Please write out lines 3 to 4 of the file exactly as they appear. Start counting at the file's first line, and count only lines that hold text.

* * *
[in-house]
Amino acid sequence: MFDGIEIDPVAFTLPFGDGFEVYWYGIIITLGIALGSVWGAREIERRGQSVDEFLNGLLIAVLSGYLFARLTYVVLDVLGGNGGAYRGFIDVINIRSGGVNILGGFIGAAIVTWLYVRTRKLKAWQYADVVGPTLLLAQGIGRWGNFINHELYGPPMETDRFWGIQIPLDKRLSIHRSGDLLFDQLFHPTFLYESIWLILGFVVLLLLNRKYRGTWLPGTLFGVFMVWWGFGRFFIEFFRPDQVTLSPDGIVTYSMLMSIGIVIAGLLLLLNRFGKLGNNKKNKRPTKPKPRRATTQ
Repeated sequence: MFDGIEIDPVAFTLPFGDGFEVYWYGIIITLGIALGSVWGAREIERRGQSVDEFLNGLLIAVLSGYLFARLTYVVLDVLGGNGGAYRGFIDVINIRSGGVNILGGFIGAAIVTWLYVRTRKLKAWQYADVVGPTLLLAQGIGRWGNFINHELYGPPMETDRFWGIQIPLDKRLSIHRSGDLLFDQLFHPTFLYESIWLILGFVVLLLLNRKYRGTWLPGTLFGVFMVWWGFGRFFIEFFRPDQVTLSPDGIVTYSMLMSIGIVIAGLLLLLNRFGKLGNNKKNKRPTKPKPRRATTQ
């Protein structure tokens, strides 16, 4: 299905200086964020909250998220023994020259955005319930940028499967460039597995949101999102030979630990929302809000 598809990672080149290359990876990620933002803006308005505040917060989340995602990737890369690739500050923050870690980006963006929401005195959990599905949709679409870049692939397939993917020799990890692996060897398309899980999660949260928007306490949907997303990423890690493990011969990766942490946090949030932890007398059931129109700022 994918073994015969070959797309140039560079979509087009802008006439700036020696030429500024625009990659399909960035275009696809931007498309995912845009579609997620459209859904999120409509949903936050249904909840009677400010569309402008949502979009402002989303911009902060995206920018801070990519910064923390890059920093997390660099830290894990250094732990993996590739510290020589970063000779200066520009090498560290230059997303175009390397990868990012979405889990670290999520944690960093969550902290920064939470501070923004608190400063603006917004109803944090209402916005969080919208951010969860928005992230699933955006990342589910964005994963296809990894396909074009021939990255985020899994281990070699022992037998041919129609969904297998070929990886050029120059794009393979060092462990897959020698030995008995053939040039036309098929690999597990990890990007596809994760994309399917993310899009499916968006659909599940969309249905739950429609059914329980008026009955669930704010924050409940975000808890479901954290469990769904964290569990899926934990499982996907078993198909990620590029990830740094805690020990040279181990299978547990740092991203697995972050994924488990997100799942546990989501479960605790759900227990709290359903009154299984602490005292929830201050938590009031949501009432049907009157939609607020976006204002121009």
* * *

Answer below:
Repeated sequence: MFDGIEIDPVAFTLPFGDGFEVYWYGIIITLGIALGSVWGAREIERRGQSVDEFLNGLLIAVLSGYLFARLTYVVLDVLGGNGGAYRGFIDVINIRSGGVNILGGFIGAAIVTWLYVRTRKLKAWQYADVVGPTLLLAQGIGRWGNFINHELYGPPMETDRFWGIQIPLDKRLSIHRSGDLLFDQLFHPTFLYESIWLILGFVVLLLLNRKYRGTWLPGTLFGVFMVWWGFGRFFIEFFRPDQVTLSPDGIVTYSMLMSIGIVIAGLLLLLNRFGKLGNNKKNKRPTKPKPRRATTQ
């Protein structure tokens, strides 16, 4: 299905200086964020909250998220023994020259955005319930940028499967460039597995949101999102030979630990929302809000 598809990672080149290359990876990620933002803006308005505040917060989340995602990737890369690739500050923050870690980006963006929401005195959990599905949709679409870049692939397939993917020799990890692996060897398309899980999660949260928007306490949907997303990423890690493990011969990766942490946090949030932890007398059931129109700022 994918073994015969070959797309140039560079979509087009802008006439700036020696030429500024625009990659399909960035275009696809931007498309995912845009579609997620459209859904999120409509949903936050249904909840009677400010569309402008949502979009402002989303911009902060995206920018801070990519910064923390890059920093997390660099830290894990250094732990993996590739510290020589970063000779200066520009090498560290230059997303175009390397990868990012979405889990670290999520944690960093969550902290920064939470501070923004608190400063603006917004109803944090209402916005969080919208951010969860928005992230699933955006990342589910964005994963296809990894396909074009021939990255985020899994281990070699022992037998041919129609969904297998070929990886050029120059794009393979060092462990897959020698030995008995053939040039036309098929690999597990990890990007596809994760994309399917993310899009499916968006659909599940969309249905739950429609059914329980008026009955669930704010924050409940975000808890479901954290469990769904964290569990899926934990499982996907078993198909990620590029990830740094805690020990040279181990299978547990740092991203697995972050994924488990997100799942546990989501479960605790759900227990709290359903009154299984602490005292929830201050938590009031949501009432049907009157939609607020976006204002121009």